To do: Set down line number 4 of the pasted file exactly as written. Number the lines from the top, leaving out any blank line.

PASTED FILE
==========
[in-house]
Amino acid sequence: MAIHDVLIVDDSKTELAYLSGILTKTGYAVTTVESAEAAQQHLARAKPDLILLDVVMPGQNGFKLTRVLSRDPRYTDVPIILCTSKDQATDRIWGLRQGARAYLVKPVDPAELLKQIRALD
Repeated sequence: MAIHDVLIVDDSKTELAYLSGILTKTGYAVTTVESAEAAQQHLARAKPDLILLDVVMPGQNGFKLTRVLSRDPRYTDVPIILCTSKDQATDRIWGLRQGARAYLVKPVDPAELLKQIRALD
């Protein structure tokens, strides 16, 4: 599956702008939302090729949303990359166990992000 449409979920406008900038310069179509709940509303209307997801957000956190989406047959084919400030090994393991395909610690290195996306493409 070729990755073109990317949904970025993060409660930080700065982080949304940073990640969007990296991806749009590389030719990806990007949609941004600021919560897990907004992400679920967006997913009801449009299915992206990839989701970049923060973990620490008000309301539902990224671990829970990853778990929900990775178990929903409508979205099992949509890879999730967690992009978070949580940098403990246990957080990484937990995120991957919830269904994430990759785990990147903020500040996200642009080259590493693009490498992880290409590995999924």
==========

């Protein structure tokens, strides 16, 4: 599956702008939302090729949303990359166990992000 449409979920406008900038310069179509709940509303209307997801957000956190989406047959084919400030090994393991395909610690290195996306493409 070729990755073109990317949904970025993060409660930080700065982080949304940073990640969007990296991806749009590389030719990806990007949609941004600021919560897990907004992400679920967006997913009801449009299915992206990839989701970049923060973990620490008000309301539902990224671990829970990853778990929900990775178990929903409508979205099992949509890879999730967690992009978070949580940098403990246990957080990484937990995120991957919830269904994430990759785990990147903020500040996200642009080259590493693009490498992880290409590995999924």